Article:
What impact will the new regulatory requirements have on firms trading OTC derivatives and are they well prepared?
Even though it has been nearly five years since the G20 first proposed initiatives to mitigate systemic risk, reduce operational inefficiencies and promote transparency in the global OTC derivatives market, practitioners believe the industry is still evolving and remains unprepared. The impact of the Dodd-Frank Act and European Markets Infrastructure Regulation (EMIR) is being felt by market participants in the US and Europe respectively, particularly the mandate of executing all derivatives subject to a clearing obligation on a regulated market, swap execution facility or organised trading facility.
The four key proposals of global regulators include:
- Increased standardisation of products
- A move to central clearing
- Promoting trading on electronic platforms
- Reporting to trade repositories.
Standardisation of products results in greater liquidity, improved market transparency, more reliable pricing data and better risk management. Standardisation of products is also conducive to electronic trading. However, trading in the European OTC derivatives market will follow a hybrid model with voice RFQs remaining strong for the foreseeable future. The requirements around central clearing, trading and reporting also aim to reduce risk, promote transparency and enhance market surveillance. These moves are important considering that credit default swaps were one of the major causes of the global financial crisis.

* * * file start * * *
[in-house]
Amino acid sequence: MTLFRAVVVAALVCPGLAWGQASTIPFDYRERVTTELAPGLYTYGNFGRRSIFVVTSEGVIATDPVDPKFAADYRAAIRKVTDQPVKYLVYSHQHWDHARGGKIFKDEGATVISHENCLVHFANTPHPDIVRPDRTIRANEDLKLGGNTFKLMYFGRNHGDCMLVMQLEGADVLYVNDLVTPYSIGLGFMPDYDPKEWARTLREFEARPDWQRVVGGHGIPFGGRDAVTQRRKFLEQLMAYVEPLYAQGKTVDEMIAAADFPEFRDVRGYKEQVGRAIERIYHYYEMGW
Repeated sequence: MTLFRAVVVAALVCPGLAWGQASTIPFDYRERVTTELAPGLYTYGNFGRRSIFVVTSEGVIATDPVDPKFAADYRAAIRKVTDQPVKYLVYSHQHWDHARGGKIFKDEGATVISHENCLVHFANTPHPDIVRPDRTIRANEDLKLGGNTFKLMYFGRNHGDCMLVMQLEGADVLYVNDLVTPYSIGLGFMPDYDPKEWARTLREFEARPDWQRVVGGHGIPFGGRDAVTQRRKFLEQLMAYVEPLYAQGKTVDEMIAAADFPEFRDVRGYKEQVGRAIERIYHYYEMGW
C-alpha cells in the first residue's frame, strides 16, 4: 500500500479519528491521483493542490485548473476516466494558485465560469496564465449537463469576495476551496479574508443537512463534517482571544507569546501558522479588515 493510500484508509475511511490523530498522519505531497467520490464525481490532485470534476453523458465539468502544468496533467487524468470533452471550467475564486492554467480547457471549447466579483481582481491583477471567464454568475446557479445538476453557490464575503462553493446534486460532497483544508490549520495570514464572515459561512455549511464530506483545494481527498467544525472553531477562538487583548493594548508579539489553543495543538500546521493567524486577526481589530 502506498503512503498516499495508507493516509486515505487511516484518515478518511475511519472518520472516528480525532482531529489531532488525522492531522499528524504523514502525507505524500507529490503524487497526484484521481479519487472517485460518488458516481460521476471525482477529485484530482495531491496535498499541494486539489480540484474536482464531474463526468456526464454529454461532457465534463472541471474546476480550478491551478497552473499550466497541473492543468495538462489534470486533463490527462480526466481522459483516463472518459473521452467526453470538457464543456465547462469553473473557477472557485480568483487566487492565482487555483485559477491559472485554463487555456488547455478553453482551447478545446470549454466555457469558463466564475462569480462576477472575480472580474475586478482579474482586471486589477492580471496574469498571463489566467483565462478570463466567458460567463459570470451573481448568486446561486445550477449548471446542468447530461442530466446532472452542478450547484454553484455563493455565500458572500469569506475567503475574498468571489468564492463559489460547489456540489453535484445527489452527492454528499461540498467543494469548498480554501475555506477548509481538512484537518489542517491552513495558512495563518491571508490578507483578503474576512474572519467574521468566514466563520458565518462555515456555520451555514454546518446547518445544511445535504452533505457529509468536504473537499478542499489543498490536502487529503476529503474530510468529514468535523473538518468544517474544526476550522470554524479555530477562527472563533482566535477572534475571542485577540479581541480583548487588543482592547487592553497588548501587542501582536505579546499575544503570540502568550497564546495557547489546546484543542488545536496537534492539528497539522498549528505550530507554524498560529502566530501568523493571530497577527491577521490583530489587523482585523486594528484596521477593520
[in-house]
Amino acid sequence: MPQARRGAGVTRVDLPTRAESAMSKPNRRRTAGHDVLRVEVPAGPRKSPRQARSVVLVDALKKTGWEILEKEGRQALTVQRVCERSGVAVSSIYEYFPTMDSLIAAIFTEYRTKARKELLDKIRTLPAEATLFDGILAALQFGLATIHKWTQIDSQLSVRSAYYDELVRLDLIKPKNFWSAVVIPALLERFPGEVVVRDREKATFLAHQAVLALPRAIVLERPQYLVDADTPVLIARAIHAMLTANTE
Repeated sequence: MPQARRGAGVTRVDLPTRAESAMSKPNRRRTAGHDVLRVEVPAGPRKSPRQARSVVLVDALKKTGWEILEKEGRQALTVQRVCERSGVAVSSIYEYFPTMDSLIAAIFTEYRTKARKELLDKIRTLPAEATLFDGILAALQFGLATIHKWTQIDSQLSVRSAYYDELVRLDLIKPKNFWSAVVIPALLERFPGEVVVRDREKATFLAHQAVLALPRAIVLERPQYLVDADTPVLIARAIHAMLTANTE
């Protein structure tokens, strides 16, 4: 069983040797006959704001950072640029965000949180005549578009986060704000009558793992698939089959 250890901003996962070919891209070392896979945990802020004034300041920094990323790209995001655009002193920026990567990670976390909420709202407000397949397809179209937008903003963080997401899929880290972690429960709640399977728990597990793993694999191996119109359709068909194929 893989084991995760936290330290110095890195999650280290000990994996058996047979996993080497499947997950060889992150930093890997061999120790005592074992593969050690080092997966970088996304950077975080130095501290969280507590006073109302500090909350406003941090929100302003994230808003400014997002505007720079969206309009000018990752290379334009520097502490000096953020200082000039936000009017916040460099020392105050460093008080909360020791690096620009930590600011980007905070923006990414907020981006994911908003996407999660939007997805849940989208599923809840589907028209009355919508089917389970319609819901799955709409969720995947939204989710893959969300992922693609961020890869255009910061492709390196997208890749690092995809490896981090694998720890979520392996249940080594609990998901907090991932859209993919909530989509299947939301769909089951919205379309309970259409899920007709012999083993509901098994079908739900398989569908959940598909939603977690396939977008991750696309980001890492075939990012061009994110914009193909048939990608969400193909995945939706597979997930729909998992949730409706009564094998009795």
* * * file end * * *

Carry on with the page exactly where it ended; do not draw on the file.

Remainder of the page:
What we have done at IPC is to create a community of market participants - buy-side firms, sell-side firms, inter-dealer brokers, liquidity venues, clearing and settlement firms, market data providers and software vendors – that consume trade lifecycle applications, market data and other services from other providers in the community. And we have leveraged this community to create a swap ecosystem which includes swap dealers, major swap participants and swap execution facilities (organised trading facilities in Europe). Our ecosystem has become a magnet for market participants in the OTC derivatives asset class.
What role is London playing in the European financial services industry in terms of addressing key regulatory challenges?
We are seeing increased technology, communications and software investments in London. As it is a historical financial centre and because it is in a central time zone, equidistant between North America and the Asia-Pacific region, people look to London as the global hub of trading. It is the main centre to connect to other market participants in the EMEA region given the attractive business environment, skilled personnel, infrastructure, government responsiveness and abundant supply of professional services here. We see a lot of demand to connect to other markets in Europe - not just to the developed markets like France, Germany, Spain, Italy and Scandinavian countries but also emerging markets in Eastern Europe, Africa and the Middle East.
IPC has substantial operations in London as it is the primary market in Europe and a major global financial centre. IPC operates a dark fibre network in London – we have a lot of different data centres in the London metropolitan area, from Slough in the west through the Docklands and out to Basildon. We operate a robust and secure infrastructure in London for our community of market participants – the buy-side, sell-side, inter-dealer brokers, liquidity venues, independent software vendors and market data providers. We’re also continuing to make a lot of investments in the City and in the greater European trading community.